Written by: Susan Neuberger Weller

When you think of The Hershey Company, you think of delicious chocolate candy bars, chocolate kisses, and a fabulous amusement park in Hershey, Pennsylvania. The company’s brown candy bar wrappers with the HERSHEY’S trademark prominently displayed on the front have been in use since, at least, 1905, and the company owns numerous US trademark registrations for this version of this mark for candy and other products. However, Hershey is not so sweet on a Maryland State Senator Steve Hershey’s chocolate-colored campaign signs which, it claims, bear a striking resemblance to its famous trademark and trade dress, and has filed suit against the Senator for trademark infringement and related claims. A side-by-side comparison of the Hershey trademark and Senator Hershey’s chocolate-colored campaign signs are displayed in the Complaint and in connection with an article in The Baltimore Sun newspaper. Continue Reading Hershey Is Not So Sweet on Maryland Senator’s HERSHEY Campaign Logo

Written by: Susan Neuberger Weller

The City of Houston, Texas has filed a Petition For Writ Of Certiorari with the Supreme Court of the United States asking the Court to interpret Section 2(b) of the Lanham Act to determine whether it prohibits a government entity from federally registering its own flag or coat of arms or other insignia as a mark with the US Patent and Trademark Office.  The City of Houston v. Acting Director, U. S. Patent and Trademark Office, 13-784 (S.Ct. December 30, 2013). As was noted in our previous post on emoticons, US trademark law prohibits the registration of marks which fall into many different categories, including any mark which “consists of or comprises the flag or coat of arms or other insignia of the United States, or of any State or municipality, or of any foreign nation, or any simulation thereof.”  The original Examining Attorney for Houston’s application for registration, and the US Trademark Trial and Appeal Board and the US Court of Appeals for the Federal Circuit in subsequent appeals, all agreed that the “plain meaning” of the statutory language prohibited such registration. Does this make sense?

Continue Reading Houston, We Have a Problem: City Petitions the US Supreme Court to Register Its Official Seal as a Trademark

Written by: Susan Neuberger Weller

 Christian Louboutin filed suit last week in Federal District Court in New York against Charles Jourdan Fashion Footwear and unnamed companies and John and Jane Does for trademark counterfeiting and infringement and other related claims based upon the Defendants’ sales of women’s shoes bearing red soles. As we previously reported, Louboutin was unsuccessful in its bid to claim exclusivity in the color red when used in any capacity for women’s shoes in its action against Yves Saint Laurent, but still owns valid US trademark Registration No. 3,361,597 for the color red when used on the sole of women’s shoes. The allegedly infringing Charles Jourdan shoes appear to use the color red only on the souls of the shoes. No response to the Complaint has yet been filed by the Defendants.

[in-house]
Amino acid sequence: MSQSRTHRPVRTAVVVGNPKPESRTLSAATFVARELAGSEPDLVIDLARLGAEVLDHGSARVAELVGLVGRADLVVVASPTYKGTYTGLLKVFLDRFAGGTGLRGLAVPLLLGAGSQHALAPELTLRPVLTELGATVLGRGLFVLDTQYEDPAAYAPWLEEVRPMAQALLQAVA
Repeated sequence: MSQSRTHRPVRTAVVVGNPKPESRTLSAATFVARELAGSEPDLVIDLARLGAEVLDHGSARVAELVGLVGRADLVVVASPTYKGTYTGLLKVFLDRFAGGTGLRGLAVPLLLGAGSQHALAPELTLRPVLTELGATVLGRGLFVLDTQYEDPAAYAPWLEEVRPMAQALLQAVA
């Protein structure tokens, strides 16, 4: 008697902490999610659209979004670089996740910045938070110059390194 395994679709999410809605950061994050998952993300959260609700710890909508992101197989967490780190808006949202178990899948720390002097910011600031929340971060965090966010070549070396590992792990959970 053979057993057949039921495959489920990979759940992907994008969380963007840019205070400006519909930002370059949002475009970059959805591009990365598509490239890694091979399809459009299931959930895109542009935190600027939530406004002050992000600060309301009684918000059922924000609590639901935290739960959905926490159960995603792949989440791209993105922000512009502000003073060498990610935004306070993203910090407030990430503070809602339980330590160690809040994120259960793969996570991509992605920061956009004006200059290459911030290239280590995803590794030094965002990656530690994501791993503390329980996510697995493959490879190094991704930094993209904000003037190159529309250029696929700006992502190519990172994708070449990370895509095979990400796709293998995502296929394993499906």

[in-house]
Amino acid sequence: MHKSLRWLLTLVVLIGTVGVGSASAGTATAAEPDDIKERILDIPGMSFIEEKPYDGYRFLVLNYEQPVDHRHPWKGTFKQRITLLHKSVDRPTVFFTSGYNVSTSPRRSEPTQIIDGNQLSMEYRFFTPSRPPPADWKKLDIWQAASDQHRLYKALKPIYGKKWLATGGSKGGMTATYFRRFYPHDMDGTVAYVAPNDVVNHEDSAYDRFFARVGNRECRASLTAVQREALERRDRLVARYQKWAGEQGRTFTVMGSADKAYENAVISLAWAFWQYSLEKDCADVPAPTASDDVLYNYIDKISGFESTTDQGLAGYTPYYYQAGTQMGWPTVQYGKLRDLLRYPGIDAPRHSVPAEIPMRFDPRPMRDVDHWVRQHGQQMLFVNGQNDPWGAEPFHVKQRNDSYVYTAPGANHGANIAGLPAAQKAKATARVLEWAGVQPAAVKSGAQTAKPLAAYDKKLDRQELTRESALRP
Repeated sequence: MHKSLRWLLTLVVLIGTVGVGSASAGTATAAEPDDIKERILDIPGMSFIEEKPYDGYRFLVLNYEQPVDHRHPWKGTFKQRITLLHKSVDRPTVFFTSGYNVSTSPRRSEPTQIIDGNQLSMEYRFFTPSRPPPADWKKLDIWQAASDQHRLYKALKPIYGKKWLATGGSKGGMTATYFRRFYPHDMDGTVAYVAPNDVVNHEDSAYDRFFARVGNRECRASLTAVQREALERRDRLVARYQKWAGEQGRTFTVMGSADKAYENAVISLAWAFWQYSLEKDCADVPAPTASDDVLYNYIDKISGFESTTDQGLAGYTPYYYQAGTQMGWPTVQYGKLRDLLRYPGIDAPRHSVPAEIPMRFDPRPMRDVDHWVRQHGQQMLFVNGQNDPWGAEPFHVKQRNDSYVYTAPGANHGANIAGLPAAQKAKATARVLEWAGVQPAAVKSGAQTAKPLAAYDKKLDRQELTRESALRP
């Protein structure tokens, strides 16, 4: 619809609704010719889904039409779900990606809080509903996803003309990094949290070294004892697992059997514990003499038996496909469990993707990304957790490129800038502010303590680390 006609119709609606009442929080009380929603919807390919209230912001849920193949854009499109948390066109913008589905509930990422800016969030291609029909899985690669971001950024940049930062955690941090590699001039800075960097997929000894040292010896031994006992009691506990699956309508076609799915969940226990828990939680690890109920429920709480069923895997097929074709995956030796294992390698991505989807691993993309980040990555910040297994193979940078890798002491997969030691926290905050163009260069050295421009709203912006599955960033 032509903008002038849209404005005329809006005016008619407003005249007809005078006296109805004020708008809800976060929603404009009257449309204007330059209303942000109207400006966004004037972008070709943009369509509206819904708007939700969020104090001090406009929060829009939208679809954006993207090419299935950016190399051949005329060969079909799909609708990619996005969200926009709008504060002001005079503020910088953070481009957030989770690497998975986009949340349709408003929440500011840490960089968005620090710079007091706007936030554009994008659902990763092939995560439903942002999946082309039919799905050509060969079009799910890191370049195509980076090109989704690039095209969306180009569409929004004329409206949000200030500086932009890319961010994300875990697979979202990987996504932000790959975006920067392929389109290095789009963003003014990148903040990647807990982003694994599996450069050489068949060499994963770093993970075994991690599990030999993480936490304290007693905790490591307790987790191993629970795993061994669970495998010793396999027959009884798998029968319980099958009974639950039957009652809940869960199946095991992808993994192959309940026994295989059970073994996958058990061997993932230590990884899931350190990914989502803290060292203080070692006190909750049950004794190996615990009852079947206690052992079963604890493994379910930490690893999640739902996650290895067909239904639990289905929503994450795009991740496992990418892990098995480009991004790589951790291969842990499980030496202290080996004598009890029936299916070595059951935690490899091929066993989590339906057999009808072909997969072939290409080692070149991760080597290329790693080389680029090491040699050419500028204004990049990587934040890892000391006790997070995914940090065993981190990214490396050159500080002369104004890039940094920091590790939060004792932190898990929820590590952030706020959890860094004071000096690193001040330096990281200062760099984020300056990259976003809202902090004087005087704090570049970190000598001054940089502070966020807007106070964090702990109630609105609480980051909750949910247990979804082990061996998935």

Claiming color as a trademark is certainly possible, but can be tricky as noted in our earlier blog on the subject.

We will keep you updated as this new case unfolds. Stay tuned. Continue Reading Louboutin Sees Red Again: Protecting Color as a Trademark

Written by Susan Neuberger Weller

In its recent decision in Christian Louboutin S.A. v. Yves Saint Laurent America, Inc., the Second Circuit held there was no “per se rule that would deny protection for use of a single color as a trademark in a particular industrial context.”  The Court found that the single color red on the sole of a women’s shoe that contrasted with the color on the upper portion of the shoe could be protected as a trademark in the fashion industry. A Federal District Court in California ruled recently, that a company’s use of the color orange for markings and text on its medical syringe could not be protected as a trademark since the color was “functional” when applied to that product. It determined that the color orange was functional in the medical industry because it signifies that a device is for oral use. So, how does this color-as-a-trademark work? Continue Reading When Can You Claim A Color As Your Trademark?

Written by Joseph DiCioccio The Second Circuit recently issued an opinion in the Louboutin v. Yves Saint Laurent trademark case.  To refresh your memory, Louboutin, the high-end women’s shoe designer, had secured a U.S. trademark registration for the color red as used on the outsoles of women’s shoes.  Yves Saint Laurent had been selling shoes with similar red soles, and after initial trademark infringement settlement talks between the parties failed, Louboutin sued for, among other claims, trademark infringement.  The Southern District of New York held that a single color could never serve as a trademark in the fashion industry and thus denied Louboutin’s motion for a preliminary injunction (that would have stopped the sale of the offending shoes during the trial).  Louboutin appealed the decision.  In its recent opinion, the Second Circuit struck down the district court’s holding and determined that a color can, under certain circumstances, function as a trademark, even in the fashion industry.  Continue Reading Louboutin Wins Round Two Against Yves Saint Laurent in Fight Over Red Soles